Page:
Climate-Friendly Grocery Shopping
Supermarkets and food brands in Scandinavia are helping climate-conscious consumers to eco-hack their weekly grocery shop in a number of game-changing ways.
Swedish food brand Felix has opened a pop-up shop called The Climate Store whereby customers pay for products with carbon dioxide equivalents (CO2e) instead of standard currency, and all products are priced based on their climate impact – the higher the impact, the higher the price. This brand asserts that in order to halve their carbon impact, costumers should stick to a budget of 18.9kg of CO2e per week.
This is part of a wider effort by the brand to highlight the climate impact of consumers’ dietary choices. In October, Felix began stamping products in its line that are better for the climate with a ‘Low Impact’ label. Read Quorn Introduces Carbon-Footprint Labelling and Unilever Adopts On-Pack Carbon Labelling for further examples of this thinking.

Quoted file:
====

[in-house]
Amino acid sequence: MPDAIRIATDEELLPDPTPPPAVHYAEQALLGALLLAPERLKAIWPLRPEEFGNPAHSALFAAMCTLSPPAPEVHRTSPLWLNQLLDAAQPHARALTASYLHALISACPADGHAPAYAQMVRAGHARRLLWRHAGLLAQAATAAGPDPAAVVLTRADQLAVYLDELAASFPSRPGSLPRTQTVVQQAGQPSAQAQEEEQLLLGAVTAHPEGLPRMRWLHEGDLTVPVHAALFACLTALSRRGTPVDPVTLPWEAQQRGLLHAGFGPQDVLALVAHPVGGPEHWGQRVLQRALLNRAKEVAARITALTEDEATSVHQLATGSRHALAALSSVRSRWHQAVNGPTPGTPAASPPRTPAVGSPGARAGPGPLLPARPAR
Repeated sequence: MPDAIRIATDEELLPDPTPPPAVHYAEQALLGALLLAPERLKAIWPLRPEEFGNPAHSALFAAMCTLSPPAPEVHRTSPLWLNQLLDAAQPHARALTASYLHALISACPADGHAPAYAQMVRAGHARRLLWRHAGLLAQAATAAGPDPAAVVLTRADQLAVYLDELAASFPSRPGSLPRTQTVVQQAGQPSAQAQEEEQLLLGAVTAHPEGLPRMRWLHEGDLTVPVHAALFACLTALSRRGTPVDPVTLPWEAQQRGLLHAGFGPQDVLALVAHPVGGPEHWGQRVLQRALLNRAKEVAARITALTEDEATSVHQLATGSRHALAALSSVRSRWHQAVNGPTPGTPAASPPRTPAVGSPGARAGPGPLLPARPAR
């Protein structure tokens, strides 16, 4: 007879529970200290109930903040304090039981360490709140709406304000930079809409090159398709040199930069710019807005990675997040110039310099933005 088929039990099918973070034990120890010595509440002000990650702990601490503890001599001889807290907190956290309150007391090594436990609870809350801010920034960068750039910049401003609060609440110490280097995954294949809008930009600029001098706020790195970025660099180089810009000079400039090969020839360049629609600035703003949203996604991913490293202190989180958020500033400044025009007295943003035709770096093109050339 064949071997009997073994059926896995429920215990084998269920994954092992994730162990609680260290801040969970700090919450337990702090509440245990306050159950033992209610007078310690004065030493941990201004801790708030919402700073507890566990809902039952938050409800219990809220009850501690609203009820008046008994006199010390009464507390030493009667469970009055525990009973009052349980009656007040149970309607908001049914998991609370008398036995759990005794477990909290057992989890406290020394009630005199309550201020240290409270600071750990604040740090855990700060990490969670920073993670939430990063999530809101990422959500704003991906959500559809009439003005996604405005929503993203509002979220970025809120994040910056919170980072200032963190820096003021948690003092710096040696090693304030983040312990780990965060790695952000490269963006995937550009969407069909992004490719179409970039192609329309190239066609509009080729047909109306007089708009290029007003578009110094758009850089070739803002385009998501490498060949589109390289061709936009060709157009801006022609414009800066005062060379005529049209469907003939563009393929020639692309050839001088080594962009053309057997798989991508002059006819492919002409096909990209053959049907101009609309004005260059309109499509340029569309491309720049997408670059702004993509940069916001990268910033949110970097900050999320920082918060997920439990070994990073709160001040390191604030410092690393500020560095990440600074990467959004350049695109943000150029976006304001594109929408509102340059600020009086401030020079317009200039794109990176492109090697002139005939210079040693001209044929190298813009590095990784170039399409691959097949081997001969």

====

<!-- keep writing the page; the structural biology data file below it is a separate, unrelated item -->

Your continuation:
Meanwhile, in June, Danish grocery store Coop unveiled an app that allows shoppers to track the estimated carbon impact of their shop. The tool takes into account carbon released as a result of production, processing, transportation and any food waste produced from field to shop. The app will also offer advice on how to change their grocery shopping habits to reduce their own carbon footprint. The app also allows shoppers to compare the footprint of their shop to that of the average shopper’s basket.
These concepts offer clever ways to help consumers reduce their personal carbon impact and make greener choices at the point of sale. For more on how consumers are tweaking their diets to become more climate-friendly, read The New Food Anxiety: Unpacking Post-Covid Diet Culture.